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Controlling Parents

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My boyfriend and I broke up in early November because my friends and family started saying that he was trying to keep me from them and started a rumor that he was a woman beater. My best friend heard this rumor and called my mother which in return she freaked out on my boyfriend. This rumor is not true, he has never laid a hand on me. Me and my boyfriend could not survive the rumors because and I tried to defend my parents. Since then I moved out of his house and into my parents. My parents are over bearing and undermine everything I do with my 5 year old child. I am 27 years old and afraid to tell my parents that I want to work things out with my ex boyfriend, I’m afraid to talk to him on the phone around my parents, or see him. My parents told me that if i ever moved back in with him that they would try to take my daughter from me. I am a good mother and have done nothing to deserve this. Please help I need an outside source.

Controlling Parents

Answered by on -


As a mother and 27-year-old your first priority is to find more independence. Your parents have too much say in your life — you are an adult and a being treated like a child. You need to plan to get out from under their control and influence. My guess is you’re living at home for financial reasons. It is time to make a plan to change that. The psychological process of this is called individuation. The goal would be to not live with your boyfriend, but to find a way to be less dependent on your parents and more self-reliant.

Right now your parents have too much say into your life because you are relying on them. Even if the plan takes a year to carry out — I believe you need to move toward greater freedom. You may want to get some advice and help from the local woman center. Most counties have one, and they can help you find resources to achieve this goal. I know this may seem difficult, but the woman’s center can help, and low-cost counseling through you community hospital can be an additional resource. Until you are out from under your parent’s influence — they will continue to have more say in your life than you want.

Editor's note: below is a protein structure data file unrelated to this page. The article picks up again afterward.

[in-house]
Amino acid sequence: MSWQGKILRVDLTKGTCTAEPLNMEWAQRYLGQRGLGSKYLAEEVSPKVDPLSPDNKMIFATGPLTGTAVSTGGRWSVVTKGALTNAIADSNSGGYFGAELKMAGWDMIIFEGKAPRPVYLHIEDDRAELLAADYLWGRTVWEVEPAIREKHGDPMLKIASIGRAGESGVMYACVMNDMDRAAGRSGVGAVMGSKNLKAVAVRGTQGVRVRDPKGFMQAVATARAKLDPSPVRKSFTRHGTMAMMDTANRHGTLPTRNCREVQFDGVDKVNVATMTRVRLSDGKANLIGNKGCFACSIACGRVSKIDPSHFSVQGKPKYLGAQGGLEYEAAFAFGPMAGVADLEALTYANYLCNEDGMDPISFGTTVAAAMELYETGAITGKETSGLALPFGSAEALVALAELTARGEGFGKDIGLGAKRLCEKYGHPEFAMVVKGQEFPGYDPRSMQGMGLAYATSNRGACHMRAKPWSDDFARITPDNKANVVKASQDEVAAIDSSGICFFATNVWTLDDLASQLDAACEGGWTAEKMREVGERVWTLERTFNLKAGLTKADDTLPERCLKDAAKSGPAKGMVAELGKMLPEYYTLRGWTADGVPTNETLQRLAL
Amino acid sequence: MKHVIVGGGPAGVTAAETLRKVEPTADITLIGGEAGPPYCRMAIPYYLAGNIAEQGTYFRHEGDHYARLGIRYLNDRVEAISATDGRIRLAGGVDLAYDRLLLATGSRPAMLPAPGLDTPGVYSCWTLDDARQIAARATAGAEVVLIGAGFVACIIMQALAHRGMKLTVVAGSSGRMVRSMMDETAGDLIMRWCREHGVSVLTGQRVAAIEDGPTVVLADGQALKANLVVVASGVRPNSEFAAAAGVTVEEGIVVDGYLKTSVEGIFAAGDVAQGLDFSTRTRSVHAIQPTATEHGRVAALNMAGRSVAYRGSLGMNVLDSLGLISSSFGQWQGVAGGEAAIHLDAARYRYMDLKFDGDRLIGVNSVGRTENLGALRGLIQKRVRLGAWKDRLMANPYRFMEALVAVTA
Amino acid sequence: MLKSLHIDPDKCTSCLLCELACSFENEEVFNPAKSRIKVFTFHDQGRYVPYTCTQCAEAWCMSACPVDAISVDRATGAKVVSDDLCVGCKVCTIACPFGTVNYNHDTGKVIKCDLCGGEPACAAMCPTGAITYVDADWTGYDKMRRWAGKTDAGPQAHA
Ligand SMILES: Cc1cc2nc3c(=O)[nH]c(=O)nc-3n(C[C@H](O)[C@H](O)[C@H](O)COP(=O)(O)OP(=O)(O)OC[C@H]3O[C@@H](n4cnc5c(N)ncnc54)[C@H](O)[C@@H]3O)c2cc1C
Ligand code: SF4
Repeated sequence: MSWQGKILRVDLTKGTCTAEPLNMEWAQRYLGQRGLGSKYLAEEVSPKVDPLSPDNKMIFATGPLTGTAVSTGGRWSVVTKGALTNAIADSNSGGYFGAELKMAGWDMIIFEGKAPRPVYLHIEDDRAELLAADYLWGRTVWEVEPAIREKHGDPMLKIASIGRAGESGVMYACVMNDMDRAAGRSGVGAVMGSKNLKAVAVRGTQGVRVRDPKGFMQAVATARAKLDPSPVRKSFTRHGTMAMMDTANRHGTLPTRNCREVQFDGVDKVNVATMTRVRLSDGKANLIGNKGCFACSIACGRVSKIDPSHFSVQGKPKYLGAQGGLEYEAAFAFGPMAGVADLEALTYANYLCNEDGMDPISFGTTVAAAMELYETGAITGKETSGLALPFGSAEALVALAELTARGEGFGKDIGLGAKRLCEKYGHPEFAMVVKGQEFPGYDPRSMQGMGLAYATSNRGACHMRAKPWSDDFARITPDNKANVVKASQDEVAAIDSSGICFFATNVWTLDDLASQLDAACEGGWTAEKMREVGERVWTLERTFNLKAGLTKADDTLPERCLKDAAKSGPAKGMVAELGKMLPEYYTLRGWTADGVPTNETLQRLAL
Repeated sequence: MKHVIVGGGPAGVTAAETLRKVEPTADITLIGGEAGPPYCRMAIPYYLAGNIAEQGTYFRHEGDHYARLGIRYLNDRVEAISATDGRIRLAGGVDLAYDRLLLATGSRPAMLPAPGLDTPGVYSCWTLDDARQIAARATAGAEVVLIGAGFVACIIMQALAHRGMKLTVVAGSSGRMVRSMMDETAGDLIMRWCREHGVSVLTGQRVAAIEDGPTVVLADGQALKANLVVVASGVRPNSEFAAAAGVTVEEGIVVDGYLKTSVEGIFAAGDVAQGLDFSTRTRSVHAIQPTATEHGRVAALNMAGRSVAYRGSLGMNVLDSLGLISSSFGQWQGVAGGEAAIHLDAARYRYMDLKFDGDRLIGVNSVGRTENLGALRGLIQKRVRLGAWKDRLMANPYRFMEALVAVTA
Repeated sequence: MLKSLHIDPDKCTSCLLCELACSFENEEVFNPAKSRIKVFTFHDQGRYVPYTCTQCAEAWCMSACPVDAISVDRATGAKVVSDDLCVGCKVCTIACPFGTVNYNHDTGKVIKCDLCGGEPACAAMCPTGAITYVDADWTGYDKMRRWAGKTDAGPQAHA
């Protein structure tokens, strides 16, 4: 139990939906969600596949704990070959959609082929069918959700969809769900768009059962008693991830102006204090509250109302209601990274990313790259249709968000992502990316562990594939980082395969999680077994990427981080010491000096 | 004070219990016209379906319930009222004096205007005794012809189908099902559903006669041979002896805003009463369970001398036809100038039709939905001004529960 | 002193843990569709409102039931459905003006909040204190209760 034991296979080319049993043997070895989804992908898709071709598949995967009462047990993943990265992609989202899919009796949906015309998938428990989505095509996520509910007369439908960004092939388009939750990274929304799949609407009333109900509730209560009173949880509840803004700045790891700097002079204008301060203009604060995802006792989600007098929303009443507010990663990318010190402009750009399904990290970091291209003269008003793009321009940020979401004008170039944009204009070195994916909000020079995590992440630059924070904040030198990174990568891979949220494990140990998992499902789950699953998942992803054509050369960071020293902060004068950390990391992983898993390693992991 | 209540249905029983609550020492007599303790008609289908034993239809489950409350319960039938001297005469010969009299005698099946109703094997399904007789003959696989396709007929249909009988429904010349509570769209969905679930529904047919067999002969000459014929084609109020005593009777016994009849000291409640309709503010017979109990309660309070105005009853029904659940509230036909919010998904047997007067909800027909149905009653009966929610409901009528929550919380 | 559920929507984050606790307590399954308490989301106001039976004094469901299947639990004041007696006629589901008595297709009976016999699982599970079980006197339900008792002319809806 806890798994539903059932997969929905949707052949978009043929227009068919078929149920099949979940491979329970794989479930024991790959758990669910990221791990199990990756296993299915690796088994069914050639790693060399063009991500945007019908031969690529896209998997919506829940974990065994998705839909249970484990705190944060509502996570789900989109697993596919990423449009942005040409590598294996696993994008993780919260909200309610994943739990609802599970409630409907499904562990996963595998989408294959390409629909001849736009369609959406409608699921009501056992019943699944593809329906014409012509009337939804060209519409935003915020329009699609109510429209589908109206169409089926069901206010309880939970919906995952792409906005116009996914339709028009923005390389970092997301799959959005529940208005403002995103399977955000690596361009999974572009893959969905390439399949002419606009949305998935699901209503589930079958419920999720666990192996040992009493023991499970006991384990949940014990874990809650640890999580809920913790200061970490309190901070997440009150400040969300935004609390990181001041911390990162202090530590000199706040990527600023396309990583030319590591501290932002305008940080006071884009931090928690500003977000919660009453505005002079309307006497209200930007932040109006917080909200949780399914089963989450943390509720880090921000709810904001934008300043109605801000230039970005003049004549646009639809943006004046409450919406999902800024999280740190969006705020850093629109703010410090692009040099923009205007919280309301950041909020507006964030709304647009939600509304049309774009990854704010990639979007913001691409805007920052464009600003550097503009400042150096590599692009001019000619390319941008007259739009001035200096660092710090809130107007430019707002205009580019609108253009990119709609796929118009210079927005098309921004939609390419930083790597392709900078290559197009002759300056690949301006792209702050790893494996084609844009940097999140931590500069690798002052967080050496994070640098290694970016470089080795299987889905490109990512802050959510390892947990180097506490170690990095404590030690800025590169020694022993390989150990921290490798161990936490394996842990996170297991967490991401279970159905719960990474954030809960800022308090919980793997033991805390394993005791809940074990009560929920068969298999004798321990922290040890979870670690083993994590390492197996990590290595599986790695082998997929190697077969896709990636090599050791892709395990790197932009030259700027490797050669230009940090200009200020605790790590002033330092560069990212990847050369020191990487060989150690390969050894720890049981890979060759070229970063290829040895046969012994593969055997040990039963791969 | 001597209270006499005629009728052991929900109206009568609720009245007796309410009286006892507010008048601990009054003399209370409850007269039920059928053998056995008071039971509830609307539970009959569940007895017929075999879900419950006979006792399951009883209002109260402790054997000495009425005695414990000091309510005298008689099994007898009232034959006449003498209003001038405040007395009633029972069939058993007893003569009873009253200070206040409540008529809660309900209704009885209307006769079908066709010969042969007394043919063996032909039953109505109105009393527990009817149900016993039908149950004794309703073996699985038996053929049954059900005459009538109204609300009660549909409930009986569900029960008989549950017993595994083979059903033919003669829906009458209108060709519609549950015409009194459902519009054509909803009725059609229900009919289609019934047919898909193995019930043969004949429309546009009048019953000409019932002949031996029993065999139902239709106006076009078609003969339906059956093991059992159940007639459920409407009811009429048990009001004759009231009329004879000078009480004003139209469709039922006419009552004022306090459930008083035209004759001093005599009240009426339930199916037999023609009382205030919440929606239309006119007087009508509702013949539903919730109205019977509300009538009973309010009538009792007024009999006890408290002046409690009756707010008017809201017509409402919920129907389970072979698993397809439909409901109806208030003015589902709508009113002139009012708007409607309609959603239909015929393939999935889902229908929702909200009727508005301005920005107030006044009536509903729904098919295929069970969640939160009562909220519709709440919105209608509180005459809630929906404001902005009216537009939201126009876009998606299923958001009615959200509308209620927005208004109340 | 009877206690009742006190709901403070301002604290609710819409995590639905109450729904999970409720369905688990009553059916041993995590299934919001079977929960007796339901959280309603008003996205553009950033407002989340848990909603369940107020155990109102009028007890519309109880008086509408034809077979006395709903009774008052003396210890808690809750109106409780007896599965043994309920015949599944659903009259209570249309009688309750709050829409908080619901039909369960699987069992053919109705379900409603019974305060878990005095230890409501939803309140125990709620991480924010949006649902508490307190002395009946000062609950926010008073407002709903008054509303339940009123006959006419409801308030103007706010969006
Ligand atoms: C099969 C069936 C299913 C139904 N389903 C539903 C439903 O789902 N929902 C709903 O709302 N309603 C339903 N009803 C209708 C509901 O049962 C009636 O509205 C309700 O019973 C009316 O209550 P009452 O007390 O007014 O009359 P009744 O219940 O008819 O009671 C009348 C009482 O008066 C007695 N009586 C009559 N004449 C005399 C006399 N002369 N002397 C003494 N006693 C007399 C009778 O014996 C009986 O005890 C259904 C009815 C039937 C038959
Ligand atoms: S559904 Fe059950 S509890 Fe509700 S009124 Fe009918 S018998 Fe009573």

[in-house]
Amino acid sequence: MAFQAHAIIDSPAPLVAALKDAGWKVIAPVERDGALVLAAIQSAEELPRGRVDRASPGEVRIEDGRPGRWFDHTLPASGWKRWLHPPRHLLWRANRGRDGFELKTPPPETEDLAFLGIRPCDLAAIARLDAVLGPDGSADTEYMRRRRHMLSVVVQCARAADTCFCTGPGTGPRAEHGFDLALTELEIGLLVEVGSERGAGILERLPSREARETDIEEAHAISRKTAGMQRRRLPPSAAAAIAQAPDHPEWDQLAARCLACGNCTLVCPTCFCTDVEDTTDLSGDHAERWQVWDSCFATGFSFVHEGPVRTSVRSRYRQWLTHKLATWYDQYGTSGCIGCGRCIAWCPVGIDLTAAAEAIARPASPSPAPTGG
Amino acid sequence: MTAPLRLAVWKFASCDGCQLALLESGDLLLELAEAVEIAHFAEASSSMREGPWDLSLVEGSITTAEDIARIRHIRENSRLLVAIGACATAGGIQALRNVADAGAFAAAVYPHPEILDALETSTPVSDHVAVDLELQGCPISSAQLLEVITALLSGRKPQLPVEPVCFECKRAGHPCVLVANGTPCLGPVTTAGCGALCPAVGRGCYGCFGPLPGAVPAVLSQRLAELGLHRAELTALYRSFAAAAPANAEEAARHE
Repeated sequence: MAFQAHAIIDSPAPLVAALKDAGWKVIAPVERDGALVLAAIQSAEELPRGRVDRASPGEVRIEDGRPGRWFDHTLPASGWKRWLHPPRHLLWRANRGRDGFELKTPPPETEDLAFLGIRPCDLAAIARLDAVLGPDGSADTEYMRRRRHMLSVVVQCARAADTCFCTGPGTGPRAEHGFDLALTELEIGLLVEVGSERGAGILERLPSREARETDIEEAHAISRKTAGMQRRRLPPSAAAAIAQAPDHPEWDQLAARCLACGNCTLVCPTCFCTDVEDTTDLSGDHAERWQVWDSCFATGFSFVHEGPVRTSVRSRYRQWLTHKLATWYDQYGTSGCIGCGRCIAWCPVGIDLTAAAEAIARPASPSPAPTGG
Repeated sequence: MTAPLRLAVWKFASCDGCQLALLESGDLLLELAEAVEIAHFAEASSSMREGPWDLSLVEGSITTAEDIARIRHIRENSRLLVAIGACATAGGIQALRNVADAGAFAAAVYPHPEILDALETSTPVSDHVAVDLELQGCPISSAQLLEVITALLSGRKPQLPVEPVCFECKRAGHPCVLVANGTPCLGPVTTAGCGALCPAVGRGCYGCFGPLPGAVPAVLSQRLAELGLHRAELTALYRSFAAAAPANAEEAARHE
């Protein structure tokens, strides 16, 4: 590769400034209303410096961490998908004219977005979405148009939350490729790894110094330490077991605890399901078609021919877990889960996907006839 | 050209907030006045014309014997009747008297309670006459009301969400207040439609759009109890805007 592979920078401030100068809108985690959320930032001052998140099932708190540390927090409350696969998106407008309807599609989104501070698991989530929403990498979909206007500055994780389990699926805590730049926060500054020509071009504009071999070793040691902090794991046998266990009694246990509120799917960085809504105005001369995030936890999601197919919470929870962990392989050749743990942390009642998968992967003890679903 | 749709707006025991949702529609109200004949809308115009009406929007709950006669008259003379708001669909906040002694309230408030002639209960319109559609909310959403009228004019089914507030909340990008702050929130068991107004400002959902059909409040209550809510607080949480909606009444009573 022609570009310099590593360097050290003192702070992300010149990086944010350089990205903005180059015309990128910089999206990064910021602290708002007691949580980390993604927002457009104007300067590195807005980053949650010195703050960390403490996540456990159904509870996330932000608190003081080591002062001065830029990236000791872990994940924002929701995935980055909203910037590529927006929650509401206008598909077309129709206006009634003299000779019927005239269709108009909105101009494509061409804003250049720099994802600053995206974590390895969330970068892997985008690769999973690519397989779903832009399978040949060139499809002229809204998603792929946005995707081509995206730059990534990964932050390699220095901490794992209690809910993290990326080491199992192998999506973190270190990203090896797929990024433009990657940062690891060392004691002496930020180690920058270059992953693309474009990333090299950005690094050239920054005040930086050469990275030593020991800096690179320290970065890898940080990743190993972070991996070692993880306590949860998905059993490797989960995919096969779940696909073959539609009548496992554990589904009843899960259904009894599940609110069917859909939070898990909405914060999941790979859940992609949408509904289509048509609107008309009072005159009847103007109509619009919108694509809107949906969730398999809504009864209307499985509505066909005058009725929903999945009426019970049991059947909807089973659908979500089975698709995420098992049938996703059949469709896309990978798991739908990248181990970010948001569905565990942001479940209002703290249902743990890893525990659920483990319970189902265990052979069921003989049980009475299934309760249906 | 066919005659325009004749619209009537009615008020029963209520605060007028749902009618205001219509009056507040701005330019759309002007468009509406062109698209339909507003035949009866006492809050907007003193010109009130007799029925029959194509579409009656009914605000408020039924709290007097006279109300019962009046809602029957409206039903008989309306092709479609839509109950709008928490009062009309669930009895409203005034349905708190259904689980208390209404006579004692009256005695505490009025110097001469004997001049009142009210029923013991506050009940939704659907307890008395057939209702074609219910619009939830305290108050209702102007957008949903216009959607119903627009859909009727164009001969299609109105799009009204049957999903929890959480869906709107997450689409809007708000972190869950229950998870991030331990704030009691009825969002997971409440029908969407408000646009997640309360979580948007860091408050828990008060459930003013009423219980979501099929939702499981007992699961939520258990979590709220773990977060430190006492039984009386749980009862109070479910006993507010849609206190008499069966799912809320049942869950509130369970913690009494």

Wishing you patience and peace,
Dr. Dan
Proof Positive Blog @ PsychCentral

Controlling Parents

Therapists live, online right now, from BetterHelp:

Daniel J. Tomasulo, PhD, TEP, MFA, MAPP

Dan Tomasulo Ph.D., TEP, MFA, MAPP teaches Positive Psychology in the graduate program of Counseling and Clinical Psychology at Columbia University, Teachers College and works with Martin Seligman, the Father of Positive Psychology in the Masters of Applied Positive Psychology (MAPP) program at the University of Pennsylvania. He is Director of the New York Certification in Positive Psychology for the Open Center in New York City and on faculty at New Jersey City University. Sharecare has honored him as one of the top 10 online influencers on the topic of depression. For more information go to: He also writes for Psych Central's Ask the Therapist column and the Proof Positive blog.

APA Reference
Tomasulo, D. (2018). Controlling Parents. Psych Central. Retrieved on November 29, 2020, from
Scientifically Reviewed
Last updated: 8 May 2018 (Originally: 29 Apr 2015)
Last reviewed: By a member of our scientific advisory board on 8 May 2018
Published on Psych All rights reserved.